GROSS: What was behind the founding of Fairport Convention? And what made you think that you wanted to and that the band should explore the music of, you know, the traditional British ballads?

R THOMPSON: I think we started out as a bunch of friends. Myself and Ashley and Simon were three like-minded, you know, north London teenagers, fairly determined to not be like other bands. I think we thought there was a glut of blues bands, R&B bands, soul bands. So we always tried to find obscurities. If we were going to do a blues song, we'd try and find something that no one else had ever heard of. And we would do country songs, which no one else did at that time, and we'd do singer-songwriter stuff.

We were very early in finding Joni Mitchell demos before she had recorded. I think we were the first people to get "The Basement Tapes" - the Dylan "Basement Tapes." We were doing very early songs by Leonard Cohen. So, you know, we were being obscure before we really became writers. We were trying to have the most obscure, different material from anybody else. And I think our love of lyrics made us stand out from other bands more than anything else. What - we really liked great lyrics. So we'd do Phil Ochs songs. We'd do, you know, Joni Mitchell, etc. I don't think anyone else was really doing that at the time.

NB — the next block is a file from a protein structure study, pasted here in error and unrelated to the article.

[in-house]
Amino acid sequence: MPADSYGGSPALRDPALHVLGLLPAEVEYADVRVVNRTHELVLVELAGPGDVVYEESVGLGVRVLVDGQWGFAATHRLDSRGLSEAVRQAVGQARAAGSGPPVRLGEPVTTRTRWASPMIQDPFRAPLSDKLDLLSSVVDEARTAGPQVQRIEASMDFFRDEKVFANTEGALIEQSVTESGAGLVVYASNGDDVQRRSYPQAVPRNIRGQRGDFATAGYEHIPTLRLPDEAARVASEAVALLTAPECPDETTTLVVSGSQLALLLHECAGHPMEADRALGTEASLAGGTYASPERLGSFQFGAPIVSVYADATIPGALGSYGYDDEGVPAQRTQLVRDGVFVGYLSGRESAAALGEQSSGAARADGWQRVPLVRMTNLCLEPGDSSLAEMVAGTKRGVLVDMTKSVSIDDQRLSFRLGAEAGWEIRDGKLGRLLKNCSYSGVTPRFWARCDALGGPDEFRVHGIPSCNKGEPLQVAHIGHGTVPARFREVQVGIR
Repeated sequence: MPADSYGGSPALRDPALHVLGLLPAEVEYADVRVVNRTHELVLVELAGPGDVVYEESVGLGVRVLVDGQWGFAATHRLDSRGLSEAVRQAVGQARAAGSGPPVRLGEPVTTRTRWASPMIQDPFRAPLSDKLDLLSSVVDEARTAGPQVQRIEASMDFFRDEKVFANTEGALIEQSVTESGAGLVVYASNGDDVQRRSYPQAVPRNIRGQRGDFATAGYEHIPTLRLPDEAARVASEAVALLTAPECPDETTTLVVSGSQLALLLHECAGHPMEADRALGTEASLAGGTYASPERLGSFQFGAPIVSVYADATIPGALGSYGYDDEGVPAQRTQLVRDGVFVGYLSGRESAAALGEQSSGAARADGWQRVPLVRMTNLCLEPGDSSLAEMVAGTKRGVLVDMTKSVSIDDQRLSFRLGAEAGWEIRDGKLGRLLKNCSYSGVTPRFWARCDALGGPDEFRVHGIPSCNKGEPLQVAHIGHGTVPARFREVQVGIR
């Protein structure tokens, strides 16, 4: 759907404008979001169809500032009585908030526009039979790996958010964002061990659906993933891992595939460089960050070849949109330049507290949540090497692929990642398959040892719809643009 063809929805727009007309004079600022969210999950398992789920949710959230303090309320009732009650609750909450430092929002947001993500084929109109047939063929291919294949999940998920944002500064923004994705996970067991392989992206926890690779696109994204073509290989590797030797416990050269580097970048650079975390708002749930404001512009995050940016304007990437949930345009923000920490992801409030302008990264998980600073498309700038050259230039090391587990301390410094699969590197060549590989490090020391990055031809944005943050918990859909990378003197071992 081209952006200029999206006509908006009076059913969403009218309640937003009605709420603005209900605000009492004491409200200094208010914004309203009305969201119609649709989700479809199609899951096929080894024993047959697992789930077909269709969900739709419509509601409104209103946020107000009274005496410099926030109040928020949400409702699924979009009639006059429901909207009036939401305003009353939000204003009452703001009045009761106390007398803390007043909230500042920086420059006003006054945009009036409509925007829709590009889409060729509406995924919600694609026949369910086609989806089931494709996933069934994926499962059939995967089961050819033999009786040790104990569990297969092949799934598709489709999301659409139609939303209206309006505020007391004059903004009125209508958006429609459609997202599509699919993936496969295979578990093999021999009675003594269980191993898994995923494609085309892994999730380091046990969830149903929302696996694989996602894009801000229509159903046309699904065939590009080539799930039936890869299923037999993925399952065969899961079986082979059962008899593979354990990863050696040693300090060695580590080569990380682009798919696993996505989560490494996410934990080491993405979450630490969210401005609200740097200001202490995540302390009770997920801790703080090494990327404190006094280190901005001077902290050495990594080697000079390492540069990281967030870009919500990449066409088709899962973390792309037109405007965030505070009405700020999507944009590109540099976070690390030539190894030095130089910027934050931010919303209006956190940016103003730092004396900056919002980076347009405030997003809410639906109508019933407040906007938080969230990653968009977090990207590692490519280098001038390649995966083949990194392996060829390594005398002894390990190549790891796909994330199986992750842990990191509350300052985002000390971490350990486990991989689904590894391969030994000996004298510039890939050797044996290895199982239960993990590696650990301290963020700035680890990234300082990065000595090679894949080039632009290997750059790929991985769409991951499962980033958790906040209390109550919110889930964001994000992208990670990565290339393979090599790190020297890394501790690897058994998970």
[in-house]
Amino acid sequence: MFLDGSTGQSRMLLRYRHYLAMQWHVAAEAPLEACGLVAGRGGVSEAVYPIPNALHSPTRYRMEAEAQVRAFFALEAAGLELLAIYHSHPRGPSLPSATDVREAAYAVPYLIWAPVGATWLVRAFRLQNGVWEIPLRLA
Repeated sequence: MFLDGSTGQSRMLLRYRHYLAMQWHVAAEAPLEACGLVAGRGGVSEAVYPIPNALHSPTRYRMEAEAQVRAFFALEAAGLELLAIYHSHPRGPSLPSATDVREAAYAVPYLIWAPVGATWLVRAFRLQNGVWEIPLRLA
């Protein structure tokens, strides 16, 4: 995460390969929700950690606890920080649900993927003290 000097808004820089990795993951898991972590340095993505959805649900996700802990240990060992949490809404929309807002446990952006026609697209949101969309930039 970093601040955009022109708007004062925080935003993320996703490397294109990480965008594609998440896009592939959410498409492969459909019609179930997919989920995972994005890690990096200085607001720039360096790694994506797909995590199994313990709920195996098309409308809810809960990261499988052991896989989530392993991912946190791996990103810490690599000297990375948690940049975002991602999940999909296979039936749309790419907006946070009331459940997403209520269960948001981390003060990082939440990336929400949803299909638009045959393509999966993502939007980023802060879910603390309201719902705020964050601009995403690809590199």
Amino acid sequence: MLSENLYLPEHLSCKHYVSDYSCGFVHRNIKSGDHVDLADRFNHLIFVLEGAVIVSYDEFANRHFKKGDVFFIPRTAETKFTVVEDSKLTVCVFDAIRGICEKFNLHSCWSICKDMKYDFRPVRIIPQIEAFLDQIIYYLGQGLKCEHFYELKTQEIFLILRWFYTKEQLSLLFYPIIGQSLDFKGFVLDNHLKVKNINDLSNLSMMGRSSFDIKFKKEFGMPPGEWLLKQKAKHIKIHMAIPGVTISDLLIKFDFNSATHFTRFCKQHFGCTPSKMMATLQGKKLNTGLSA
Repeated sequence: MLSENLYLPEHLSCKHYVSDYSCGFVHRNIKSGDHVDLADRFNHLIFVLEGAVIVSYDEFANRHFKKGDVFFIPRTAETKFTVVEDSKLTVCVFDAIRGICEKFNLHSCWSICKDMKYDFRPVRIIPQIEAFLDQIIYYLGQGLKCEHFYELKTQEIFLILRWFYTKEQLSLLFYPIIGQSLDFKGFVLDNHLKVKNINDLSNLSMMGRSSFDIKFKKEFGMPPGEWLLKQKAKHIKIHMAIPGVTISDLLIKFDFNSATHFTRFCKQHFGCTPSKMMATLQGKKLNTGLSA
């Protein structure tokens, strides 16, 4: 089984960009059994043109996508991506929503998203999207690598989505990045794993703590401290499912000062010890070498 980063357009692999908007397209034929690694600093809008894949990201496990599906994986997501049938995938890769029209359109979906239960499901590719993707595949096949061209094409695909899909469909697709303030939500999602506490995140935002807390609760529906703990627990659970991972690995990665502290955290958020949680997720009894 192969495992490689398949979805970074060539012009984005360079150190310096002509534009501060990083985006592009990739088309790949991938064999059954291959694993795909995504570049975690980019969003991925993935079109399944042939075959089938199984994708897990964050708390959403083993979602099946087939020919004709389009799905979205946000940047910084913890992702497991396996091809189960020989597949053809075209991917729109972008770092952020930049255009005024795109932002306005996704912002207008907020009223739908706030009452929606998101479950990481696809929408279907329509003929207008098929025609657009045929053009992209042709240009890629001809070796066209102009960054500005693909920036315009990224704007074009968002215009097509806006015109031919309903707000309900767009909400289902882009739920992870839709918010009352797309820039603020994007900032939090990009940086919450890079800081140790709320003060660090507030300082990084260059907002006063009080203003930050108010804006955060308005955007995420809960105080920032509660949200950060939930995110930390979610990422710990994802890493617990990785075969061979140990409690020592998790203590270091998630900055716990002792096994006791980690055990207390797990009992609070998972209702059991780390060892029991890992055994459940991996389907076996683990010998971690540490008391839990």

GROSS: The first song that was traditional song that Fairport did was "She Moves Through The Fair." And, of course, Sandy Denny was the lead singer. Why was this the song that was chosen to be the first actual traditional song that the band did?

R THOMPSON: Well, when Sandy joined the band, we didn't have a lot of rehearsal time. We were playing shows all the time, and so we had to get Sandy into the band to integrate Sandy into the band as quickly as possible. So as she slowly learned our repertoire, we decided that we should learn some of her repertoire that she was singing in the folk clubs. And it was easy to wrap ourselves around her arrangement of "She Moved Through The Fair," "Nottamun Town," a couple of other other songs that she'd been performing. So that was a fairly easy rehearsal process, and for us, it was a nice way to start playing some British Isles music.

GROSS: Why don't we hear that recording? And this is Sandy Denny with Fairport Convention, "She Moved Through The Fair."

(SOUNDBITE OF SONG, "SHE MOVES THROUGH THE FAIR")

FAIRPORT CONVENTION: (Singing) My young love said to me, my mother won't mind, and my father won't slight you for your lack of kind. And she laid her hand on me, and this she did say, oh, it will not be long, love, till our wedding day.

GROSS: That was an early Fairport Convention song with my guest, Richard Thompson, on guitar.

BIANCULLI: Richard Thompson with Terry Gross in 2022 - more after a break. This is FRESH AIR.

(SOUNDBITE OF MUSIC)

BIANCULLI: This is FRESH AIR. Let's get back to Terry's 2022 interview with singer-songwriter-guitarist Richard Thompson. He has a new album out called "Ship To Shore" and is embarking on a new summer concert tour.